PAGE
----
Subscribe for 33¢ / day
Capitol dome

State leaders are having fun this election year proposing popular ways to spend most of a projected $385 million budget surplus.

Gov. Scott Walker has called for $100 rebate checks, a sales tax holiday, and more funding for rural schools and business grants.

But a new report by the state controller should temper talk of a spending spree — and encourage lawmakers to set more money aside instead.

The state’s Comprehensive Annual Fiscal Report, released this week, shows state government ended its past fiscal year with a $1.6 billion deficit. That’s a big difference from the $385 million surplus announced last month. So what’s going on?

The surplus was calculated using cash accounting, which lets state leaders ignore liabilities. Cash accounting is similar to balancing your checkbook without factoring in what you owe on your credit cards.

But when generally accepted accounting principles are applied to the state’s financial statements — unmasking accounting tricks and every obligation — a large hole appears.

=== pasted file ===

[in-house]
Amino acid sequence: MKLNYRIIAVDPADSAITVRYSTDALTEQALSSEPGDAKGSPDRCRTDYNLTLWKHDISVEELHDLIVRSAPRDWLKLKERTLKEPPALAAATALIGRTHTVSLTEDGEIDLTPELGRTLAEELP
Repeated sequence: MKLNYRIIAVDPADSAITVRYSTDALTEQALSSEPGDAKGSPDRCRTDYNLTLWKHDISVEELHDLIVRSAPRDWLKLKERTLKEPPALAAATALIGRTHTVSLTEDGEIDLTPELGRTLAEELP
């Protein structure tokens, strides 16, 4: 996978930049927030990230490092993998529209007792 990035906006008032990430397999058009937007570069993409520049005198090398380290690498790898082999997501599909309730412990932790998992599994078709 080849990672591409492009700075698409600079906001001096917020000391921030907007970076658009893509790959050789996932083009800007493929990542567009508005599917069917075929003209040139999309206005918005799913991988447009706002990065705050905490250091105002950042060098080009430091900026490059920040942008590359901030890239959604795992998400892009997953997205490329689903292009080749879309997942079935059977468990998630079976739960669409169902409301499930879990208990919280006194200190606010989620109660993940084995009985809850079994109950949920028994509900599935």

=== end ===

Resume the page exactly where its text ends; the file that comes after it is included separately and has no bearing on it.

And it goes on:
Gov. Scott Walker


To be fair, Gov. Walker inherited a much larger deficit when he took office in 2011. When strict accounting rules were applied to state finances back then, the state was running a $3 billion deficit. Under the Republican governor’s leadership, that fell by more than half to $1.4 billion by 2014. But then it jumped back up to $1.8 billion in 2015, and eased to $1.7 billion in 2016 and $1.6 billion as of June 30, 2017.

“We made huge progress for a couple of years, then regressed in 2015, and we’ve sort of been stuck there since,” said Dale Knapp, research director of the Wisconsin Policy Forum (formerly the Wisconsin Taxpayers Alliance).

“You get the sense other priorities have taken over, so it’s kind of on the back burner,” he said Thursday.

Indeed. And the top priority appears to be re-election. The governor and his fellow Republicans have been moderating their message and policies, hoping to retain control of state government after this fall’s elections.

But backtracking on fiscal discipline — including sending gimmicky checks to voters just before they vote — isn’t responsible or convincing. Instead, majority Republicans should sock away more money to protect our state and its priorities should the economy turn.

The last time Knapp’s group compared state deficits based on generally accepted accounting principles in 2016, Wisconsin’s deficit was second worst only to fiscal basket case Illinois.

That’s not encouraging.

Gov. Walker and his fellow Republicans have made progress on a better budget but should finish — rather than abandon — the job.